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The 30th anniversary of the Florida Keys’ secession from the United States and formation of the independent Conch Republic is to be commemorated Friday, April 20, through Sunday, April 29. Planned highlights of the lighthearted Conch Republic Independence Celebration include a re-enactment of the historic secession.

The bold action was prompted by a U.S. Border Patrol checkpoint set up at the entrance to the Florida Keys so agents could search cars for contraband. It virtually stopped traffic on the only road into and out of the island chain, angering residents and visitors.

Realizing the Keys were being treated as a foreign country, local officials protested by staging the secession April 23, 1982. They declared war on the mother country, pelted a federal agent with stale Cuban bread and, after 60 seconds, surrendered and requested $1 billion in foreign aid. The foreign aid never materialized, but the Border Patrol checkpoint was quickly removed.

The 30th annual Conch Republic Independence Celebration is to center around the secession re-enactment. Featuring many of the republic’s original founders, the event is set for 5:30 p.m. Monday, April 23, beside Key West’s Mallory Square.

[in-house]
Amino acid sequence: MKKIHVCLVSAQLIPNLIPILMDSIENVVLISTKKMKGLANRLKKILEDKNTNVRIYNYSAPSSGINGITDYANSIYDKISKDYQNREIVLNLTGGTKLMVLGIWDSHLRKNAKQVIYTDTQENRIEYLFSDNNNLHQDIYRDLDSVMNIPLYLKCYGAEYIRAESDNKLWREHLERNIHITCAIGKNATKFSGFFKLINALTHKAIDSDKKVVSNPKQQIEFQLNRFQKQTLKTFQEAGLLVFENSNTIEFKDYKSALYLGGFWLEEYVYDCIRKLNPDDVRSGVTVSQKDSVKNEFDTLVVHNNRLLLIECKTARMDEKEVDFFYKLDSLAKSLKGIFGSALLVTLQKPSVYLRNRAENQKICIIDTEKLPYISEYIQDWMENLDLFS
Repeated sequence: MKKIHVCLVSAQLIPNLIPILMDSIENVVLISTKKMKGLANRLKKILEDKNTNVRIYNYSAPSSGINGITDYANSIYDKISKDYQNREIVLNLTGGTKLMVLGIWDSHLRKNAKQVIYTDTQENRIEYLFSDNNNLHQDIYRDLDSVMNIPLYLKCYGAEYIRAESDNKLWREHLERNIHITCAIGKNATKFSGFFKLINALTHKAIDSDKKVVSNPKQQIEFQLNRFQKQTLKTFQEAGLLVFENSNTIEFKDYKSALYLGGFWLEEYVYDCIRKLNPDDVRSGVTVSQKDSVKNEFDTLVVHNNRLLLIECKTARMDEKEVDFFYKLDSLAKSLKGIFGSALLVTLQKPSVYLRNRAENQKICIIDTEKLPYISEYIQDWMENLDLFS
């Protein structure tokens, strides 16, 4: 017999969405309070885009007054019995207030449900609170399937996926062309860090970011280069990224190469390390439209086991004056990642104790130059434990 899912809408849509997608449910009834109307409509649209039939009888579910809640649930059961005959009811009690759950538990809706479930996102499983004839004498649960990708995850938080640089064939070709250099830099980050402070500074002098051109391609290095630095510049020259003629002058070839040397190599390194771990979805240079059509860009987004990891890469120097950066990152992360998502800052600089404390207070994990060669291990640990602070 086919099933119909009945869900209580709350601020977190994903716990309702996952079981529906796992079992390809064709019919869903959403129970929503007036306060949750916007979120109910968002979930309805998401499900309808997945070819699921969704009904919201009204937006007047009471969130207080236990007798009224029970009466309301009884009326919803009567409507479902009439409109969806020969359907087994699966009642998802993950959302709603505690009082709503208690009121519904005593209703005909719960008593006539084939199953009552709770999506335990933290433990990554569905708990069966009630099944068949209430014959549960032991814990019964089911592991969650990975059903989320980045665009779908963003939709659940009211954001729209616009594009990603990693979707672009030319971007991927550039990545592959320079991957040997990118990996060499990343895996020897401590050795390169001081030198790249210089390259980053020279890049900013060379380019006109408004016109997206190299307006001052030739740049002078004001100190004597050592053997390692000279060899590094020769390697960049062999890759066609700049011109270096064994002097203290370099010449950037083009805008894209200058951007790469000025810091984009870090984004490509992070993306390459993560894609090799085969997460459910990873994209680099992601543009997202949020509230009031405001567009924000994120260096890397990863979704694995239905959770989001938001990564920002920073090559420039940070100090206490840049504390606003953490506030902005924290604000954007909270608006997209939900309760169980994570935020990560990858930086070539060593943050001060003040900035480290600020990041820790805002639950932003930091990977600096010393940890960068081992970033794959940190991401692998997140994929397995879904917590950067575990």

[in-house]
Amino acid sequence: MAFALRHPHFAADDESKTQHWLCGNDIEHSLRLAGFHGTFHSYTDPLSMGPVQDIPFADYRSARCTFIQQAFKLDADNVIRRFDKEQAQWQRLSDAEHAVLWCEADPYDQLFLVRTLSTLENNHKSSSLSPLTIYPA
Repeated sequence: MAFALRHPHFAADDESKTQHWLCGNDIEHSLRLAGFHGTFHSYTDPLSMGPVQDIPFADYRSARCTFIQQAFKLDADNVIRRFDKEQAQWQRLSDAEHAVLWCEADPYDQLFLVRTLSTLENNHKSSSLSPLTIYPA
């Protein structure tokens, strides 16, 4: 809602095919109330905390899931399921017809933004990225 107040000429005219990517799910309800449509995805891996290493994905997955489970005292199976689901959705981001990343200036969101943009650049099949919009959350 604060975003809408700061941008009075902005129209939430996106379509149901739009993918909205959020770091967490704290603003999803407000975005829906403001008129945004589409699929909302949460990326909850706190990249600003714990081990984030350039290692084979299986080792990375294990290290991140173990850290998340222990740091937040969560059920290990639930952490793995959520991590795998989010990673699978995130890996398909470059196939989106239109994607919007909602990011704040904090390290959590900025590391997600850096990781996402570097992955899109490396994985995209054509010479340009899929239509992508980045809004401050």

Afterward, a gathering is planned at the Historic Key West Sculpture Garden where “patriots” are to prepare and serve a seven-foot Key lime pie to attendees. A gargantuan version of the Florida Keys’ signature dessert, the pie is to yield about 1,000 servings and require a blowtorch to brown the traditional meringue topping.

Other celebration highlights include the Great Conch Republic Drag Race, scheduled for Saturday afternoon, April 21, in the 700 and 800 blocks of Duval Street. Instead of high-speed cars, the race features high-heeled drag queens sprinting down Duval in dresses and full makeup.

Sea dogs and wenches gather Friday, April 27, for the 7 p.m. Conch Republic Naval Parade and Great Battle. The maritime mayhem pits the Conch Republic Military, aboard tall ships and other vessels, against “evil” federal forces in the waters of Key West Harbor. Weapons typically range from water cannons to flying vegetables, and spectators can watch from Bloody Battle Parties at harborfront resorts.

Saturday, April 28, brings the Conch Republic Red Ribbon Bed Race. Teams of “strange bedfellows” propel decorated beds up a portion of Duval Street to raise money for Key West’s AIDS Help, Inc.

The celebration schedule also includes the so-called world’s longest parade down Duval Street from the Atlantic Ocean to the Gulf of Mexico, a bar stroll along the same route, food and music fests, a charity pet stroll, lively parties and a sailing race to the reef that recalls the Keys’ early salvage industry.

(Photo from

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About the Author: RumShopRyan

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